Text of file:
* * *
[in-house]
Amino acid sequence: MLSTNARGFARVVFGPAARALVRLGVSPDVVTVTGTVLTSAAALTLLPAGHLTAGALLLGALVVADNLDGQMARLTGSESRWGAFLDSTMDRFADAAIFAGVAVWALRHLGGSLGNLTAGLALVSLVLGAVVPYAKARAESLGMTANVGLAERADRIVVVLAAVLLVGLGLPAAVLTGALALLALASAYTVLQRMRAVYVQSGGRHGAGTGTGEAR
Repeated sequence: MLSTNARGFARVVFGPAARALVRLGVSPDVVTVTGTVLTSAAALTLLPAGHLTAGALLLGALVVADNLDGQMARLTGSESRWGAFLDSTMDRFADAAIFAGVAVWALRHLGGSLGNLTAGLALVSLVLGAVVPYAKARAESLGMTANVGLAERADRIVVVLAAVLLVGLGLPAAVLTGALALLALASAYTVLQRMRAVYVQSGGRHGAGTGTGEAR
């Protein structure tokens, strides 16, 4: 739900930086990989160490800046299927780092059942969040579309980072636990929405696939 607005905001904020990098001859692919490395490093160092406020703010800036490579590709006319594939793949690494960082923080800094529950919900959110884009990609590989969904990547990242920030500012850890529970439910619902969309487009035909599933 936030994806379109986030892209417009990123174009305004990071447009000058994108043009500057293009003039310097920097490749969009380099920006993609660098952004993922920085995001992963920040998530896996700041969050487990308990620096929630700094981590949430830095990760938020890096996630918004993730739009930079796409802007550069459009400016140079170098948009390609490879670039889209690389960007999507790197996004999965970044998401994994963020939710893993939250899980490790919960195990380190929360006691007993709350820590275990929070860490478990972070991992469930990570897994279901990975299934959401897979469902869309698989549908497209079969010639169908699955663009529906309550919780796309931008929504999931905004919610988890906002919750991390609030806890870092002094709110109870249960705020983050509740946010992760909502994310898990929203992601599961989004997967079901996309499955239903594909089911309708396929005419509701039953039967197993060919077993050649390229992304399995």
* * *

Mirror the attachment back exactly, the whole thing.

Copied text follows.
[in-house]
Amino acid sequence: MLSTNARGFARVVFGPAARALVRLGVSPDVVTVTGTVLTSAAALTLLPAGHLTAGALLLGALVVADNLDGQMARLTGSESRWGAFLDSTMDRFADAAIFAGVAVWALRHLGGSLGNLTAGLALVSLVLGAVVPYAKARAESLGMTANVGLAERADRIVVVLAAVLLVGLGLPAAVLTGALALLALASAYTVLQRMRAVYVQSGGRHGAGTGTGEAR
Repeated sequence: MLSTNARGFARVVFGPAARALVRLGVSPDVVTVTGTVLTSAAALTLLPAGHLTAGALLLGALVVADNLDGQMARLTGSESRWGAFLDSTMDRFADAAIFAGVAVWALRHLGGSLGNLTAGLALVSLVLGAVVPYAKARAESLGMTANVGLAERADRIVVVLAAVLLVGLGLPAAVLTGALALLALASAYTVLQRMRAVYVQSGGRHGAGTGTGEAR
């Protein structure tokens, strides 16, 4: 739900930086990989160490800046299927780092059942969040579309980072636990929405696939 607005905001904020990098001859692919490395490093160092406020703010800036490579590709006319594939793949690494960082923080800094529950919900959110884009990609590989969904990547990242920030500012850890529970439910619902969309487009035909599933 936030994806379109986030892209417009990123174009305004990071447009000058994108043009500057293009003039310097920097490749969009380099920006993609660098952004993922920085995001992963920040998530896996700041969050487990308990620096929630700094981590949430830095990760938020890096996630918004993730739009930079796409802007550069459009400016140079170098948009390609490879670039889209690389960007999507790197996004999965970044998401994994963020939710893993939250899980490790919960195990380190929360006691007993709350820590275990929070860490478990972070991992469930990570897994279901990975299934959401897979469902869309698989549908497209079969010639169908699955663009529906309550919780796309931008929504999931905004919610988890906002919750991390609030806890870092002094709110109870249960705020983050509740946010992760909502994310898990929203992601599961989004997967079901996309499955239903594909089911309708396929005419509701039953039967197993060919077993050649390229992304399995």